Our other sites:

What is chatter?

Shop for Deburring Tools

 Chatter marks in a machined hole is seen as waves Chatter is when a cutting tool (e.g. deburring tool, drill bit, countersink) vibrates and leaves very small marks or ‘waves’ on the cut surface of the material, which can be seen once the workpiece has been machined. Chatter can be caused by several factors:

Movement of the workpiece

 A machine vice could be used to clamp the work piece for de-burring Any movement of the workpiece or tooling, due to poor clamping, results in vibration through the workpiece or tool bit, causing chatter.

Over-sharp or dull cutting edges

Chatter marks where the tool has grabbed the wood Dull or over-sharp cutting edges on the deburrer can cause chatter marks on the surface of the workpiece where the hole is being machined.

Incorrect cutting speed

 Cutting speed is the rate at which the chuck spins the cutting ttool around Chatter can be the result of incorrect machine cutting speeds. For more information, see our section: What speed should a deburring tool be used at?

Deburring tool run-out

 Run out is seen by the user as a wobble action of the tool bit Run-out on a deburring tool is when the tool doesn’t spin true. This is seen by the user as a wobble in the bit when the machine chuck is spinning.
If run out occurs, the shank of the tool may be bent, or there may be a problem with the chuck. Check the chuck and tool for signs of wear and tear, as they may need replacing or the set up altering. If the tool is not inserted correctly this may cause run out.

Incorrect feed rate

 The feed rate is the speed the tool moves forward accross the work piece or the speed the item moves under the tool bit An incorrect machine feed rate may lead to chatter marks being left on the workpiece, because of the increase in vibration between the workpiece and tool.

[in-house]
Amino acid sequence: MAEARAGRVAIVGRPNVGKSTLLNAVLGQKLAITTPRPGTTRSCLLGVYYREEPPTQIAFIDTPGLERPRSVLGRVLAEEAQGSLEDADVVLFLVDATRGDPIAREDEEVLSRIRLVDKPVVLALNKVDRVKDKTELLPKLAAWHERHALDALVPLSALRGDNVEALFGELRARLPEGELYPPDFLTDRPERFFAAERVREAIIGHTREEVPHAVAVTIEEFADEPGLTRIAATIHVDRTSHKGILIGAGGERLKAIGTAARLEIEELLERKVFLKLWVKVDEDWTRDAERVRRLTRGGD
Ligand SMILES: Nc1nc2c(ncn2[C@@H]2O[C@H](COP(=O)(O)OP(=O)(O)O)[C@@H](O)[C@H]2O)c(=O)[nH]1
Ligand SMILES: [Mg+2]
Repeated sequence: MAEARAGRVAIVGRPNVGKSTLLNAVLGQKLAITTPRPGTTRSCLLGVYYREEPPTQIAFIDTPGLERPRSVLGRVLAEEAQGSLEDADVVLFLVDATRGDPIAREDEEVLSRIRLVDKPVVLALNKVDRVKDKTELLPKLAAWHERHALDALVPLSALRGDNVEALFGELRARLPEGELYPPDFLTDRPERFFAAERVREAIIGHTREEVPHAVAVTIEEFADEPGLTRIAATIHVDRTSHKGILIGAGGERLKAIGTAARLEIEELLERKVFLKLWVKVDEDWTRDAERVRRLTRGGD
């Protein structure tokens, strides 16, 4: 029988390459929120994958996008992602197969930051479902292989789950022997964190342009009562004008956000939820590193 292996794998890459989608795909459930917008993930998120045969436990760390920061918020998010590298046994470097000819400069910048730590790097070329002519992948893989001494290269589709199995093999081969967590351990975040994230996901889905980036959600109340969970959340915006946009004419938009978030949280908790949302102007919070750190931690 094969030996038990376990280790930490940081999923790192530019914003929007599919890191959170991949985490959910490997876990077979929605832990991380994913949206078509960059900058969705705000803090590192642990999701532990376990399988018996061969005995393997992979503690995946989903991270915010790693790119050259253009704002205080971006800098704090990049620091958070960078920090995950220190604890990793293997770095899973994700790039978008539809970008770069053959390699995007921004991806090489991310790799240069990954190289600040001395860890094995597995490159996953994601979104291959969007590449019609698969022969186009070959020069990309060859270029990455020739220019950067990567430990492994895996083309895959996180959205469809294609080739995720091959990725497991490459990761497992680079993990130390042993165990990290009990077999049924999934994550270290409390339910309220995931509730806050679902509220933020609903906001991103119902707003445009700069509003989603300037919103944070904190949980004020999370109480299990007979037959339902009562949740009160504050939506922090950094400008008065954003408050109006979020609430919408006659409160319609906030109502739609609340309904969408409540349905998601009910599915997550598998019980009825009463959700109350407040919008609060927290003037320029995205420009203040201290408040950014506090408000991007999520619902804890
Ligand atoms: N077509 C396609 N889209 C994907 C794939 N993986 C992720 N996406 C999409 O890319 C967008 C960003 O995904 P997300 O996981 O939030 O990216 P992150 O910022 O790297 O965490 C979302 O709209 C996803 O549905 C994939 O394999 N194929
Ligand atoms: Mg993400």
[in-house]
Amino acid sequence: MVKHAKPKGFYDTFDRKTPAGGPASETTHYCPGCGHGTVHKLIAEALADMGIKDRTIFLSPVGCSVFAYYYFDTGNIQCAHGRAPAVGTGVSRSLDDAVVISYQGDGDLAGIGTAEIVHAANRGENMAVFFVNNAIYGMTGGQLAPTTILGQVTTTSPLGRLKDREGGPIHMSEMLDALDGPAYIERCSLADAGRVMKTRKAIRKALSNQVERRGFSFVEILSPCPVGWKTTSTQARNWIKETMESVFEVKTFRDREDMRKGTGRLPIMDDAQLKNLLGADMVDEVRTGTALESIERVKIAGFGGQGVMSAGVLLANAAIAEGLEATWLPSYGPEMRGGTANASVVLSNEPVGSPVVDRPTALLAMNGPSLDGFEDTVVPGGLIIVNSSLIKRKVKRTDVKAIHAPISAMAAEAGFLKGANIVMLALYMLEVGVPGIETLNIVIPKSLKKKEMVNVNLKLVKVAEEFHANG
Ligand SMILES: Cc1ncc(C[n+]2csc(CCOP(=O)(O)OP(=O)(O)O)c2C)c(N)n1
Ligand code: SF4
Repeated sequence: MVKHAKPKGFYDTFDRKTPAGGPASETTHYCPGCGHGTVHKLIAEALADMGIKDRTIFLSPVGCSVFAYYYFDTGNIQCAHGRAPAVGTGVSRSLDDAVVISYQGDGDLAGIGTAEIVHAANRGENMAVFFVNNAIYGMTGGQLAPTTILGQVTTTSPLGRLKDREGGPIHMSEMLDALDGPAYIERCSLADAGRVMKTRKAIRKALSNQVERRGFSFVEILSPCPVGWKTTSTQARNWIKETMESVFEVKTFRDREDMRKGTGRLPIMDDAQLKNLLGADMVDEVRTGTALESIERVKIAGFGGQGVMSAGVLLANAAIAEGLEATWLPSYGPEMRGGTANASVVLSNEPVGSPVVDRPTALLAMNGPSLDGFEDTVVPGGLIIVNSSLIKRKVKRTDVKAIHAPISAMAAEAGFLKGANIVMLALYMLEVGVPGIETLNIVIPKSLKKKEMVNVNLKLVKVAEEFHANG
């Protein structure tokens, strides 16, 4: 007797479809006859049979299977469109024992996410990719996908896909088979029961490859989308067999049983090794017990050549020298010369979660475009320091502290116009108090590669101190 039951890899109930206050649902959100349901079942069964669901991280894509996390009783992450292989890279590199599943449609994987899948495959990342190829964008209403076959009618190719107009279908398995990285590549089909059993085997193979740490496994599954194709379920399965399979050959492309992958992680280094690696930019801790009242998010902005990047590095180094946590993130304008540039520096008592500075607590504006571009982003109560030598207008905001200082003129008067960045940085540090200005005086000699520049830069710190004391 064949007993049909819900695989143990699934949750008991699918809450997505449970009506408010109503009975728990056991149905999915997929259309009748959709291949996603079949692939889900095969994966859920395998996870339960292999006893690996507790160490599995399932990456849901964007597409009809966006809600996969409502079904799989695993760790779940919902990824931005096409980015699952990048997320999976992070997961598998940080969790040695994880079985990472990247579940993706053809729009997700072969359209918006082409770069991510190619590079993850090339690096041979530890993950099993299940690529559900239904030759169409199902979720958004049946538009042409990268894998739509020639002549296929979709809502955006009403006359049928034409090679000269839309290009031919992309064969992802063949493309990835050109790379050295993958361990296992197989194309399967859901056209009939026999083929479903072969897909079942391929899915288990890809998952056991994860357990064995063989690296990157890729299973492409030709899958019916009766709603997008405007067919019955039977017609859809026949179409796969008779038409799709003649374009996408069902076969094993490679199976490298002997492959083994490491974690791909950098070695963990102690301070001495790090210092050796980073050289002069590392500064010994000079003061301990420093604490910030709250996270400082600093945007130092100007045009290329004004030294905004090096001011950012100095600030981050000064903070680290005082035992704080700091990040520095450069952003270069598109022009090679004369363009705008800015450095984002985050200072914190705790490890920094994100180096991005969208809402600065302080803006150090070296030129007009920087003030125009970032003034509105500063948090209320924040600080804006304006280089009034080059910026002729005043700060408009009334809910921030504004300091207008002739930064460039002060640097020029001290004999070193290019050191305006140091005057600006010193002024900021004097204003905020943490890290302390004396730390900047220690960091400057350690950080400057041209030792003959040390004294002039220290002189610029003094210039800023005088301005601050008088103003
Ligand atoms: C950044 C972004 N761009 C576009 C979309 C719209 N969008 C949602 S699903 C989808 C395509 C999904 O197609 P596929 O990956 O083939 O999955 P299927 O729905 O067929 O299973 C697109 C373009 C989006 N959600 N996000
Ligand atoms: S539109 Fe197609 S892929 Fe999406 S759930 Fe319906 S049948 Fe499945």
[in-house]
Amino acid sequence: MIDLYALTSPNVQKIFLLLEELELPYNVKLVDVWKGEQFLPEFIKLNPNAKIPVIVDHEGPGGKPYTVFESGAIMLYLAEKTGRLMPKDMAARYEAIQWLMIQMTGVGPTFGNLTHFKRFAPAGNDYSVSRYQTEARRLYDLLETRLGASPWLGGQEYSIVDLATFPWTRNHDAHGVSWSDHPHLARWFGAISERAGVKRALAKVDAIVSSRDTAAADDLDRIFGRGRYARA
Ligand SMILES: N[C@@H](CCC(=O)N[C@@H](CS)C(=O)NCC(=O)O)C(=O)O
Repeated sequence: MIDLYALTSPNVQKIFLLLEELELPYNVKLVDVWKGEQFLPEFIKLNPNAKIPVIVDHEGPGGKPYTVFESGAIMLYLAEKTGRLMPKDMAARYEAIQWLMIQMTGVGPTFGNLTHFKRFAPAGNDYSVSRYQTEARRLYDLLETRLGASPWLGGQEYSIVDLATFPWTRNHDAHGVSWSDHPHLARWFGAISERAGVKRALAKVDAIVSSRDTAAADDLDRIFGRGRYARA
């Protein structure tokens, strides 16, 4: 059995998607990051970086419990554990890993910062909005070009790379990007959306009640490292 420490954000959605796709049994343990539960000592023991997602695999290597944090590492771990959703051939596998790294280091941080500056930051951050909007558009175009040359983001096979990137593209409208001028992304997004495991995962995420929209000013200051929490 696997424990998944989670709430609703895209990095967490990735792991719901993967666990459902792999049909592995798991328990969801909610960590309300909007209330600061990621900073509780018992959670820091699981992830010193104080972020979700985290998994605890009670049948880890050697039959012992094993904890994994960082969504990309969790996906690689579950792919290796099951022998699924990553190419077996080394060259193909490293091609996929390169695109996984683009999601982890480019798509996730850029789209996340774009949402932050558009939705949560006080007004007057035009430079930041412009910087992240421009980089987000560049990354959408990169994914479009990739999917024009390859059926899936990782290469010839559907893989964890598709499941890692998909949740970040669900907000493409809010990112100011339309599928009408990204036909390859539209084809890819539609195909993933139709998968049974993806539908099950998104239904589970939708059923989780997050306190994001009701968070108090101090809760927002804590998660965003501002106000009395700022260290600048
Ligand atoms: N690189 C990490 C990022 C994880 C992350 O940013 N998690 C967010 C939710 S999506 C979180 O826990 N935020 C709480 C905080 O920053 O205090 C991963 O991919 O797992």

Lack of lubrication

Lack of lubricant can lead to the tool tips grabbing the material and leaving chatter marks. A lack of lubricant on the workpiece could result in the tool grabbing the material and leaving chatter marks. This is due to the increased friction and heat produced without any lubricant.

How do you avoid chatter?

 Machined hole with no chatter marks

Choose the correct cutting speed

Chatter can be avoided by making sure the correct speed and feed rates are chosen. For more information, see our section: What speed should a deburring tool be used at?

Different manufacturers will have different specified feed rates

Select the right feed rate

It is important that you select the correct feed rate for your deburring application. To find out the optimum feed rate, check the operating instructions for your machine, as they will vary for different makes and models.

Cutting fluid should be used when machining

Use lubrication

Which lubricant to use depends on the workpiece material. Machining lubricants are called cutting fluids and are made up of a mix of oil and water. The cutting fluid will have different blends for different materials.

 Ensure the work-piece is clamped securely

Ensure the workpiece is clamped correctly

To avoid movement, check the workpiece is clamped securely before starting any machining.